14 12 31 US Patent Office Sign Alexandria VA 01.
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If I gave you a million dollars to invent a better mousetrap, and told you that if you succeeded you could keep any and all profits associated with the invention, you'd probably consider that a pretty good deal.
But if I gave your neighbor Bob a million dollars of YOUR money to invent that mousetrap, on the same conditions, you'd probably take issue with the idea.
Even if you were interested in investing in mousetrap innovation, you'd probably want a return on your investment.
And even if I described Bob's enterprise as a "non-profit," you'd likely at least want the better mousetrap design made freely available for anyone to use, instead of enriching Bob above and beyond whatever stipend he paid himself while working on the invention.
If the hypothetical Bob above is a tax-funded university, though, you'd just be out of luck. Billions of dollars of government research funding goes to universities every year, but once the research produces results, those universities often take the resulting profits for themselves rather than refunding even the original startup money to taxpayers.
An example from my own neck of the woods:
In 2020, the University of Florida knocked down more than $900 million in research funding, up 45% from 2011. Nearly $640 million of that funding came from federal government grants and another $43 million from state and local governments.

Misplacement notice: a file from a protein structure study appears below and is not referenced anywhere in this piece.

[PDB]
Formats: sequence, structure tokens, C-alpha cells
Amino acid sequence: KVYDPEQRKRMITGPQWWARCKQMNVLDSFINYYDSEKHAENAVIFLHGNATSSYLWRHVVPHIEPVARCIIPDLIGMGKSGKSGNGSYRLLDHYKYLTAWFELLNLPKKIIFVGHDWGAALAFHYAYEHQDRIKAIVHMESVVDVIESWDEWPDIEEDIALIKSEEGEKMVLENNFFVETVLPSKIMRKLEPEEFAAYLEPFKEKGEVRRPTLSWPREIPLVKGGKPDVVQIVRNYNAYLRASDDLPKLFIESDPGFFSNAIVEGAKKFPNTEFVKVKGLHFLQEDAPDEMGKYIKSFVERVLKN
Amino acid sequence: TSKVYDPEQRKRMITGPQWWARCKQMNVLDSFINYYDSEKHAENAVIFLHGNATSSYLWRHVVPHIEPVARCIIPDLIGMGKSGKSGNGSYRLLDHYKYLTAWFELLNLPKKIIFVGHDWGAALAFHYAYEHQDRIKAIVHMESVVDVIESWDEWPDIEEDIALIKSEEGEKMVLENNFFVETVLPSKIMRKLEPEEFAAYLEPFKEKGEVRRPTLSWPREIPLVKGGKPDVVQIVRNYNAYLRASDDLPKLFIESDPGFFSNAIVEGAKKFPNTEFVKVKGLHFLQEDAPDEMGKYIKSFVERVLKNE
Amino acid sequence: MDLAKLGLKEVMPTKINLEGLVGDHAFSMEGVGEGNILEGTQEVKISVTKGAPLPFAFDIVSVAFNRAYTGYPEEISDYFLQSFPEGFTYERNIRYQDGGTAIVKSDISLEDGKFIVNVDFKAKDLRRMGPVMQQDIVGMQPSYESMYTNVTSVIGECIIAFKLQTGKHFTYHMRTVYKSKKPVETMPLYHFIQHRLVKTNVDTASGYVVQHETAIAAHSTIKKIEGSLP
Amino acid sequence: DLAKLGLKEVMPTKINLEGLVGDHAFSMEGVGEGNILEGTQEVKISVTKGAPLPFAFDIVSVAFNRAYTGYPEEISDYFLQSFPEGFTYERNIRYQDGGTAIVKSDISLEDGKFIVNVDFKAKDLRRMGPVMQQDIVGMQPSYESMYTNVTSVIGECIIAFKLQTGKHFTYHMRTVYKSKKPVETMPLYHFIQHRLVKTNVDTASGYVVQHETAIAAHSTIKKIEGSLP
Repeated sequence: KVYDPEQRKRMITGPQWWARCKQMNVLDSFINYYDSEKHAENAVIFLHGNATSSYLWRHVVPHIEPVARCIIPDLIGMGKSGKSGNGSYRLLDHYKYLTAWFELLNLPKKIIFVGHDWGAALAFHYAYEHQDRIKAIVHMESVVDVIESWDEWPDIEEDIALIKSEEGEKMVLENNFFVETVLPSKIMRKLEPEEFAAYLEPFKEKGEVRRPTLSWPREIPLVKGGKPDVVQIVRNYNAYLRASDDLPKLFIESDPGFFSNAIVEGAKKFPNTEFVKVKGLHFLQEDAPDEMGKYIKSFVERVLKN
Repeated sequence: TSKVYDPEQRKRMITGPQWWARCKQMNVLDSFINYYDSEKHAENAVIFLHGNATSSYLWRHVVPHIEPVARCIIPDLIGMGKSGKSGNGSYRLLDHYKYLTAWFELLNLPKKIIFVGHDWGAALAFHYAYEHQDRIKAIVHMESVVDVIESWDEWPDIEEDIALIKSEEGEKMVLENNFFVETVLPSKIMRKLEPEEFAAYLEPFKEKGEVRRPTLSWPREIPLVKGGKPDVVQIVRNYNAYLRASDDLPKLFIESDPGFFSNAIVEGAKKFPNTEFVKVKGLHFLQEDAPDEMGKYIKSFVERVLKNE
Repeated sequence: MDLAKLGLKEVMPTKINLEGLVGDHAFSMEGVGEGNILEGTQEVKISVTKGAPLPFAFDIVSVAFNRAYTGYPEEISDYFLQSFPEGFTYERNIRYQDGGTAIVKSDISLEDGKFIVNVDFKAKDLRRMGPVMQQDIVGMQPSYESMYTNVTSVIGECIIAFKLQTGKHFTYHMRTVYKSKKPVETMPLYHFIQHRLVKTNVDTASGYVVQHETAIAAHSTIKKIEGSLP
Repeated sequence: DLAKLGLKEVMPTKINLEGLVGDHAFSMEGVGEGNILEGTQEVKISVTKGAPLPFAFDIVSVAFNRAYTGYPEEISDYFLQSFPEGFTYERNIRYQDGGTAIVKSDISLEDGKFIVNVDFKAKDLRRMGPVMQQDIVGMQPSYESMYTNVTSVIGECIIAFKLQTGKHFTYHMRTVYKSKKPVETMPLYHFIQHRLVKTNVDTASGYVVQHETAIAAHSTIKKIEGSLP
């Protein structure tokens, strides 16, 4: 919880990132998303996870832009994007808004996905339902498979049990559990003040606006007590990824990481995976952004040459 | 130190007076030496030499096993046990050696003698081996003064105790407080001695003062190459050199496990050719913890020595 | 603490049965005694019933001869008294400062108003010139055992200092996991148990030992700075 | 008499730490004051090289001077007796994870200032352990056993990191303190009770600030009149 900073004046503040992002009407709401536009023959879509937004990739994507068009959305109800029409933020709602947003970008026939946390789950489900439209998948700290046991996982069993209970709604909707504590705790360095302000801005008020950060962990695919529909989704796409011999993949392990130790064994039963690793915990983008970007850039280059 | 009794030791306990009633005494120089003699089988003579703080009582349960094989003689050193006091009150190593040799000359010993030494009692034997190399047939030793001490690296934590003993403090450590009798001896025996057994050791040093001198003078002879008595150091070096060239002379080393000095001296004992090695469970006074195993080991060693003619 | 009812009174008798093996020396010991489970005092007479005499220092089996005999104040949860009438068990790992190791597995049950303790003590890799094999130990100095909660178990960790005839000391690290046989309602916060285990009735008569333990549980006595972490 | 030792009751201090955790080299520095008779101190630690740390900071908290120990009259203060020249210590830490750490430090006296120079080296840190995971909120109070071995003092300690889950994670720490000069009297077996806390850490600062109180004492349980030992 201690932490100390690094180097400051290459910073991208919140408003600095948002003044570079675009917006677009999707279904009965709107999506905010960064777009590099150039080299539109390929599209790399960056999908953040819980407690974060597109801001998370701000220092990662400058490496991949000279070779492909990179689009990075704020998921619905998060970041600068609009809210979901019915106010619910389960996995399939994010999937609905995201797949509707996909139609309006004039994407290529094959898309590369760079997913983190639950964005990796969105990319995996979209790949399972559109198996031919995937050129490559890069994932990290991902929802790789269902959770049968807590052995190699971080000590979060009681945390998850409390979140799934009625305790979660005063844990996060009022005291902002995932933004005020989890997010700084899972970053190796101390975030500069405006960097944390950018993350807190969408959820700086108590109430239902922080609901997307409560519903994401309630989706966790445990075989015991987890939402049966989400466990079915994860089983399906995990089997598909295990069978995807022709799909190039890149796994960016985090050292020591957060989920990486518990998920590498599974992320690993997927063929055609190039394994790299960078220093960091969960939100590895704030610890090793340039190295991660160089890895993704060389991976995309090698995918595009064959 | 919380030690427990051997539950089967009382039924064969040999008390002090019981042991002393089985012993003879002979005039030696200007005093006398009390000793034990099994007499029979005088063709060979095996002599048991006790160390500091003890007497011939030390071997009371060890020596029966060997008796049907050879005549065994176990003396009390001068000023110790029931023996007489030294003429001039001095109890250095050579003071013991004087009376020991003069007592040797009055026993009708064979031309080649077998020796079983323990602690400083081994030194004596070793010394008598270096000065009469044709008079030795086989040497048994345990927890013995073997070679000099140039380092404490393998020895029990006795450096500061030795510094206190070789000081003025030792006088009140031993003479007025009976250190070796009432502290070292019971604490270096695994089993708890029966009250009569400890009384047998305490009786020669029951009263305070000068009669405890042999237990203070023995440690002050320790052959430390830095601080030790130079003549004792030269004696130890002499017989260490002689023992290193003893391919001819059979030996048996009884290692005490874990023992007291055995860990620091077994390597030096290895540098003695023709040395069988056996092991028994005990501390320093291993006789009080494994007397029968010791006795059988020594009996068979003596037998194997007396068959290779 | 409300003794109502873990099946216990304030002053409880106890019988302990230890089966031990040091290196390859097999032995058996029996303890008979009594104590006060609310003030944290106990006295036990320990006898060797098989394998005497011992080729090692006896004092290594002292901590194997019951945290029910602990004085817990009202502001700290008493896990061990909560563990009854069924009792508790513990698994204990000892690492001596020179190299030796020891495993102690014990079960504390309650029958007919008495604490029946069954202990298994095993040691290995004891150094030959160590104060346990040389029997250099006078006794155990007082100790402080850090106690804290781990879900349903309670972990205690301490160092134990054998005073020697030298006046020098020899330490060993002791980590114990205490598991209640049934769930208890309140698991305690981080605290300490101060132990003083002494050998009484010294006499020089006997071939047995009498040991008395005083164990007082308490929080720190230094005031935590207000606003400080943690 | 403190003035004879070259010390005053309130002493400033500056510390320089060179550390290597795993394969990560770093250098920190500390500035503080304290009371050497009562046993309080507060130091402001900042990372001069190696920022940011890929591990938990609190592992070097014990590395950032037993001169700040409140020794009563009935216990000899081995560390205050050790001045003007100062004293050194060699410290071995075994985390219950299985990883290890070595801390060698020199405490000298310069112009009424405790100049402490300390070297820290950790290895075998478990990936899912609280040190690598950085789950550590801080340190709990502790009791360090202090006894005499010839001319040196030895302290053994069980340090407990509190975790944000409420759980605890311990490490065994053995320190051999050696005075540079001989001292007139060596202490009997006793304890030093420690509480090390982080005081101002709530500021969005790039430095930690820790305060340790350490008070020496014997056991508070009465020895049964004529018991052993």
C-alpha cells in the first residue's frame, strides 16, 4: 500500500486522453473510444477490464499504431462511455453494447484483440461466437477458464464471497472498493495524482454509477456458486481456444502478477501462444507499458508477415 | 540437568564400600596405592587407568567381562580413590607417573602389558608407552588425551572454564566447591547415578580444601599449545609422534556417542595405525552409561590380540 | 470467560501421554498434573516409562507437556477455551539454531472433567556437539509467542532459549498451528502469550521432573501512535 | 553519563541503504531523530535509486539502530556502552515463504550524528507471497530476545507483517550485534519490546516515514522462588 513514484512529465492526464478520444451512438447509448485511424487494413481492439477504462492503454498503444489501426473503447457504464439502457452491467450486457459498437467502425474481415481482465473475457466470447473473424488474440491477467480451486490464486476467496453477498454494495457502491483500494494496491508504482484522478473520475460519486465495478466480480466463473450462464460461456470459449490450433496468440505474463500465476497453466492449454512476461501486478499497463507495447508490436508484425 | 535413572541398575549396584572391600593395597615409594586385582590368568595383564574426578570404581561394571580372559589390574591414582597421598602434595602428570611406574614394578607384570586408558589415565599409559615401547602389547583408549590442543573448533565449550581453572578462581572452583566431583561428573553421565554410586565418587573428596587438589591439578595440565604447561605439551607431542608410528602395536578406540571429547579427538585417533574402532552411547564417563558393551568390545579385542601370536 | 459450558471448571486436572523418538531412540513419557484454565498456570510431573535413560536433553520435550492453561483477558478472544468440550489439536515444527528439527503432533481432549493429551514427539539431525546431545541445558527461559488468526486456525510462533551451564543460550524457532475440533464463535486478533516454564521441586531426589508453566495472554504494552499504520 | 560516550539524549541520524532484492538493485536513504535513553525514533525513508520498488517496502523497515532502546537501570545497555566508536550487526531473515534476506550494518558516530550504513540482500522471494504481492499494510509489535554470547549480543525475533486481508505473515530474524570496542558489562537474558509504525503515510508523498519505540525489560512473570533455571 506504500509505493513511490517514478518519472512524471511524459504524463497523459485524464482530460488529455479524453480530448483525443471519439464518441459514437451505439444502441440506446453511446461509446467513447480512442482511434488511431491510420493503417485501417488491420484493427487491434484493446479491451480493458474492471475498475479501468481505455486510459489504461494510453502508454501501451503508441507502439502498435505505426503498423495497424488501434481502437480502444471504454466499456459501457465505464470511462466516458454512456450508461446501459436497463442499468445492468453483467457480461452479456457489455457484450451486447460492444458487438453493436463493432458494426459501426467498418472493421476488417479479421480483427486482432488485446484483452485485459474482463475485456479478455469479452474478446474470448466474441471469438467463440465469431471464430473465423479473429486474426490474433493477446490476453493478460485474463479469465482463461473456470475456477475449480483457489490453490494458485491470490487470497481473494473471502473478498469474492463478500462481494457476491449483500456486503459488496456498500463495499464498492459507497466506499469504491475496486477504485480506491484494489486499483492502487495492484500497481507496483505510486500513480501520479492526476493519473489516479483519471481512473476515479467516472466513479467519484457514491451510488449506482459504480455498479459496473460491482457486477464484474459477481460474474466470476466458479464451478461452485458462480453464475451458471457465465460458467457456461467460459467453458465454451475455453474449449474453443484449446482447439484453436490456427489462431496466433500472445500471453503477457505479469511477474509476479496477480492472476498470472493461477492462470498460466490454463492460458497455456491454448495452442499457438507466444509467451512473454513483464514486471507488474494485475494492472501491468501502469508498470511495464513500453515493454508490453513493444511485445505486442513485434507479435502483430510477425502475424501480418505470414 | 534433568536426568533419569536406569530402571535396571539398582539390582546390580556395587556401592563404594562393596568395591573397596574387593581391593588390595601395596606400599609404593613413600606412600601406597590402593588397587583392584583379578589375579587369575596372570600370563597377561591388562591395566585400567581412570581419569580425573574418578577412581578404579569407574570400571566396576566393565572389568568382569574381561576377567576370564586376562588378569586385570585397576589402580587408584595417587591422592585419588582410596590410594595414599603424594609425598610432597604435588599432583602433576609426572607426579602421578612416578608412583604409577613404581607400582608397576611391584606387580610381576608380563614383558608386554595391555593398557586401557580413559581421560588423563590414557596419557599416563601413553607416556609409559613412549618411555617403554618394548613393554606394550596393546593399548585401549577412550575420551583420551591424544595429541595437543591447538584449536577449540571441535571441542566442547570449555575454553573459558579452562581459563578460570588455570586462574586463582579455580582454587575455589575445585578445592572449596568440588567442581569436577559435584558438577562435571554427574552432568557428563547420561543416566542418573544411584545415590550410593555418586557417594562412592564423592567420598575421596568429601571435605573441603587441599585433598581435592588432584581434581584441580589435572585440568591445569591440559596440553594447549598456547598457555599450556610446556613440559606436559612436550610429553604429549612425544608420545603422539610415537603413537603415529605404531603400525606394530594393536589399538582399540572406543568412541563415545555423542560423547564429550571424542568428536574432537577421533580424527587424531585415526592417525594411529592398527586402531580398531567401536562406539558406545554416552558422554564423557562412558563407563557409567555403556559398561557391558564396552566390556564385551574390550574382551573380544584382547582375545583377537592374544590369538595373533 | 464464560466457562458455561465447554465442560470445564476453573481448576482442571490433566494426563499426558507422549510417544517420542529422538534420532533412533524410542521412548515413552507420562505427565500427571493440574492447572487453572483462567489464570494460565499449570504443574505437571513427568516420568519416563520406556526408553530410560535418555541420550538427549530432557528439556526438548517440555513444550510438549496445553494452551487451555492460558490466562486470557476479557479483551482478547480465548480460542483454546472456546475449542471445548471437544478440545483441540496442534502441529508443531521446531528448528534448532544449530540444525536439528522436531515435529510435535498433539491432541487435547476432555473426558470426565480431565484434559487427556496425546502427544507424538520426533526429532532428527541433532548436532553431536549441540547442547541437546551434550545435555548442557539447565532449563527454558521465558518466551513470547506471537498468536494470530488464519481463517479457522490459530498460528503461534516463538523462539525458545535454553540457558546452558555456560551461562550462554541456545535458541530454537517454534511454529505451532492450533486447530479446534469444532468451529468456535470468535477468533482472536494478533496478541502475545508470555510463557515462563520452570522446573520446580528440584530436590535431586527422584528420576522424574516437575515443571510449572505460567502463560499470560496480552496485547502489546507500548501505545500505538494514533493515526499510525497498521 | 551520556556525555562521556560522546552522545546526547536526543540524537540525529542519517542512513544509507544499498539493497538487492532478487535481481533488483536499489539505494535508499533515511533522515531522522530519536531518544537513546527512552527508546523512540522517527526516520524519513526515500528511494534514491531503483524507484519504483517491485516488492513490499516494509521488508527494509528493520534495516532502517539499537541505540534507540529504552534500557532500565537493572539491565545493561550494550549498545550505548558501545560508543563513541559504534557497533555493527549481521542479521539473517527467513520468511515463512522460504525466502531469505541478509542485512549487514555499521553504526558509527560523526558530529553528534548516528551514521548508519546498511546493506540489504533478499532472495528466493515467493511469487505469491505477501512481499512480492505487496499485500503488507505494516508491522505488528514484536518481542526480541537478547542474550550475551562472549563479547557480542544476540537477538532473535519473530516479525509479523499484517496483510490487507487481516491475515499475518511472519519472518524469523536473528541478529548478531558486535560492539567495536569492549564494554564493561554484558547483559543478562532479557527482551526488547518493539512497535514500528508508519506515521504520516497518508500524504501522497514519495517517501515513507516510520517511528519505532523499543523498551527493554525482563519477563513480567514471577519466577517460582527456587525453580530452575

The university's research foundation also received 140 patents on the products of that research and signed a record 132 licenses and options on its "intellectual property." It claims around half a billion dollars in license revenues from 2008-18.
Why should taxpayers fund research just so that taxpayer-funded institutions can keep the money for themselves ... and keep demanding more money for more research?
And what's the additional "social cost" of funding research, then letting the results be trapped in patent protection rather than put in the public domain?
Suppose the US government spends a billion dollars funding research into a cure for cancer, and such a cure is found.
Hooray! Cancer is cured!
Except that the university where it was developed won't just release the recipe so that any drug maker can turn out the cure for a dollar a pill. They'll patent the recipe, then license it exclusively to one drug maker, who will sell it for $5,000 a pill.
The university picks your pocket on the front end, Big Pharma mugs you at gunpoint on the back end.
If we're going to tolerate the fiction of "intellectual property" in inventions -- really just a state-granted monopoly on ideas to the first persons to fill out some paperwork -- we should at least insist that tax-funded research results be treated as "works for hire," and that we, not our employees, be considered their "owners."